(H/T Ponte Sisto)
Dear Sisters and Brothers in the Lord,
In the years when I was a parish priest, I was always delighted when the Bishop offered a Pastoral Letter for this particular celebration coming, as it does, so quickly on the heels of Christmas. It wasn’t just that we felt “talked out” after all the Christmas festivities, it was also that I, at least, felt that preaching about the Holy Family – that almost impossibly “holy” Family - was a very difficult task. I can’t pretend that today I can say anything new but I do want to offer you a few thoughts, as well as giving you my greetings for today and for the whole Christmas season.
First of all, our celebration today gives us “family” at its best and we particularly need that at this time when, politically and often socially, family life is being undermined and diminished.
In this celebration, we are offered a supreme example of trust, obedience and generous love. Speaking for myself, I can say that I have been very blessed in a very happy and fulfilled family life, but I am acutely aware that this is not everyone’s experience and I both acknowledge and sympathise with the pain that many, who are in broken families, suffer and endure.
The ideals of Christian family life set the highest standards. They challenge us in their fulfillment and they challenge us in the giving of example and encouragement to others. But these ideals are crucial for the well-being of the community as a whole. They are Christian ideals and we, who are Christians, have a great responsibility to demonstrate convincingly that they are not beyond our reach. Remember always that example is more powerful that exhortation. Reach out for these values yourselves and encourage others to do so, praying and remembering all the time that "nothing is impossible to God.”
But it’s not just family life that’s under threat in today’s world – we live today in many ways in what Pope John Paul described as a culture of death. Life itself has become cheap and, as a society, we have become careless and destructive of life, whether that life is found at its very beginnings, in the womb and in the unborn child, or in the old and frail as they approach natural death. To see such persons – for that is what they truly are – as somehow disposable or a nuisance or of no consequence, is to show a supreme disregard for the value and dignity of all who, like ourselves, are children of a loving God.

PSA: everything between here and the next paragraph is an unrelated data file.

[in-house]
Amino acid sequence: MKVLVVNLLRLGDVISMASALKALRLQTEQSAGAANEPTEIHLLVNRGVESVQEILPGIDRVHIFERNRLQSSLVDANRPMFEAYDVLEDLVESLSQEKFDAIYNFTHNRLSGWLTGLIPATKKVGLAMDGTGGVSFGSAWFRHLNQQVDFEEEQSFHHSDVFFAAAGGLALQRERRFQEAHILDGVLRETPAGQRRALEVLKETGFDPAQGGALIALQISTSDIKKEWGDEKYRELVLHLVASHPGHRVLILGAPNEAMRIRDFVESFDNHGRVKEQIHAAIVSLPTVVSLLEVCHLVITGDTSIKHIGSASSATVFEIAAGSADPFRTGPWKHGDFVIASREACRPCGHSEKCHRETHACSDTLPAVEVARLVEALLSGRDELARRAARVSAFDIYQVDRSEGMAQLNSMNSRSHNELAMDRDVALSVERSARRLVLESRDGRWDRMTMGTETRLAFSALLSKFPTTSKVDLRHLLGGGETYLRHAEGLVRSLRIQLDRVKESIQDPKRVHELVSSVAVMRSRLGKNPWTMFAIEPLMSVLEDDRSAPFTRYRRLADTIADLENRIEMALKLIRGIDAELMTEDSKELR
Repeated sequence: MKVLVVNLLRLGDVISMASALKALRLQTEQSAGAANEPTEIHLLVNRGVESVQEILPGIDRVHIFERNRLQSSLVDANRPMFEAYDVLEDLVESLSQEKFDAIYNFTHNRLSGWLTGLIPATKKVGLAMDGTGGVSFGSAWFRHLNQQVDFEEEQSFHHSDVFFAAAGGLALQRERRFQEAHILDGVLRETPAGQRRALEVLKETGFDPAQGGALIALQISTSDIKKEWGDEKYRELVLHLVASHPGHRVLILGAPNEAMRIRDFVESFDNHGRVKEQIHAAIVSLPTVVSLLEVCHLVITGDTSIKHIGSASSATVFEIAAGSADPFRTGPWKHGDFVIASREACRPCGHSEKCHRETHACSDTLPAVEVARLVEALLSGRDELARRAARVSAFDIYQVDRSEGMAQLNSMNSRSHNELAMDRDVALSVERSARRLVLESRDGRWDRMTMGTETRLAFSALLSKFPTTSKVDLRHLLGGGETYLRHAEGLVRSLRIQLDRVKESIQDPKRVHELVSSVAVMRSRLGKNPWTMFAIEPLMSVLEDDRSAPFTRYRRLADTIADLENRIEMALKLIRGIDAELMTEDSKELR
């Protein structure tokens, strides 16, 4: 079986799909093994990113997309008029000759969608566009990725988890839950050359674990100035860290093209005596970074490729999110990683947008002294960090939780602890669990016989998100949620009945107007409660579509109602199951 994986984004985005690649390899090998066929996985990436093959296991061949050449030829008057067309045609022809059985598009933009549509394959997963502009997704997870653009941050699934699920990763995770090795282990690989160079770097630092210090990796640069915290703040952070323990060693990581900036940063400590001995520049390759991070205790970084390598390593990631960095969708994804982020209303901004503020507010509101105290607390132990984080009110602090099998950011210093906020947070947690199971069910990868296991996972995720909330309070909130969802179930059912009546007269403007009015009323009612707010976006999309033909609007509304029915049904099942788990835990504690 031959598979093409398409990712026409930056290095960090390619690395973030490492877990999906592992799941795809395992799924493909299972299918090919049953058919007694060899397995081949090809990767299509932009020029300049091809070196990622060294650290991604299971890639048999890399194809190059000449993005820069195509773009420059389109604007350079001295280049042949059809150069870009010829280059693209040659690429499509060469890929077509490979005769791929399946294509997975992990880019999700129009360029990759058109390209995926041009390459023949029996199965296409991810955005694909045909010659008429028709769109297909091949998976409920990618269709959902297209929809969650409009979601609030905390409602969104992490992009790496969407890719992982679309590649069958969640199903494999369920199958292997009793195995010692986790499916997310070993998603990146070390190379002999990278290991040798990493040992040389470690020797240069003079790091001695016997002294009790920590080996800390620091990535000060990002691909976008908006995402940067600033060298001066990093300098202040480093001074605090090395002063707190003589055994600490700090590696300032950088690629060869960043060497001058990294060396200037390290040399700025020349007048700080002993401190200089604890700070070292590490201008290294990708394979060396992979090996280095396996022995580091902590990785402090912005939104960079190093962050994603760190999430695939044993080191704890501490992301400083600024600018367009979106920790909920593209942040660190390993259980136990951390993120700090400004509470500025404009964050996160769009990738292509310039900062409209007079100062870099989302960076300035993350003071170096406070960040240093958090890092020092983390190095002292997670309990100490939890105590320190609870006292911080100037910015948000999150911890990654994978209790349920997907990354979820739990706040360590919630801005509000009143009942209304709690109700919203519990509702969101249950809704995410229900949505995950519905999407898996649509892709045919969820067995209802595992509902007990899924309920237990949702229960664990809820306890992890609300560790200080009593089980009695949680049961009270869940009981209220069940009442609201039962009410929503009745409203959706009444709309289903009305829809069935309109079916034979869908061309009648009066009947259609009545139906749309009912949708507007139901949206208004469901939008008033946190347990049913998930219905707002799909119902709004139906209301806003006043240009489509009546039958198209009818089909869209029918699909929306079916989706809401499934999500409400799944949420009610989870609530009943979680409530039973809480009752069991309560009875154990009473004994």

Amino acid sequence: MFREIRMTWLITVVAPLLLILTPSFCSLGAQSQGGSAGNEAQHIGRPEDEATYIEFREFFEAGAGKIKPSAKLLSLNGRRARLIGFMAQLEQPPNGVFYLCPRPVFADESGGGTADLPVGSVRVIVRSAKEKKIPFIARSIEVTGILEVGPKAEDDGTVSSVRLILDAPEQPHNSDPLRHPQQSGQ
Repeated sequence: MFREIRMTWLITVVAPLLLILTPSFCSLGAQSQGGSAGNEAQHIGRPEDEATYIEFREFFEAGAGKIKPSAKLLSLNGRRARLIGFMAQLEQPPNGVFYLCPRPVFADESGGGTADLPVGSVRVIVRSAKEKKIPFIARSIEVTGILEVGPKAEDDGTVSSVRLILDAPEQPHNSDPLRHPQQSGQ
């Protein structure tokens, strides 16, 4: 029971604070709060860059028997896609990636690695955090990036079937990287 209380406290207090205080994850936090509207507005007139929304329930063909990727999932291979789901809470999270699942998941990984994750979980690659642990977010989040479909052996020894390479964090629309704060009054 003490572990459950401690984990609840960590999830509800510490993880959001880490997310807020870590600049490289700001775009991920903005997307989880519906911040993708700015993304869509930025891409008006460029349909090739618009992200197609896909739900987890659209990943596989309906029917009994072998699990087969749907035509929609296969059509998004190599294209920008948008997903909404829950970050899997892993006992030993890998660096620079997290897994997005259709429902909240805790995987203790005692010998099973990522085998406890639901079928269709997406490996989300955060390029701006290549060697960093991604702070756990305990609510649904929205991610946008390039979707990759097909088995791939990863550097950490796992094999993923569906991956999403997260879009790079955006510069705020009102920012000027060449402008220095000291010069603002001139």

As Catholics, we pride ourselves on being “pro-life” and that is true for the diocese, for all of you who form our diocesan family and for myself. We are committed to defending life at all its stages. This commitment is the seamless garment for Christian living, and it means that all, but especially those who suffer from defencelessness and vulnerability of any kind, poverty, disease and conflict, have a right to a special place in our hearts and in the heart of the Church. This rich vision of life will not necessarily endear us to the culture in which we live but this is where we have to stand if we are to be faithful to the truth that all human beings, our brothers and sisters, are created in God’s own image and likeness.
This celebration of this feast of The Holy Family gives us the chance, not only to catch our breath after the Christmas festivities, but also to contemplate something of the reality of the circumstances and family that surrounded the Word made flesh, the Light of the world, Jesus Christ, Son of God, who has lived among us. In this contemplation and prayer today, we rejoice in the gift of life in all its richness and dignity. Our prayer is also that we treasure and sustain, as best we can. the precious gift of family in which that life is nurtured and in which it flourishes.
I send you all my greetings at this time and I pray that the Lord will continue to bless us all with his love and his grace as we enter into the New Year of 2009 which will be upon us in a few days.
May God bless you all,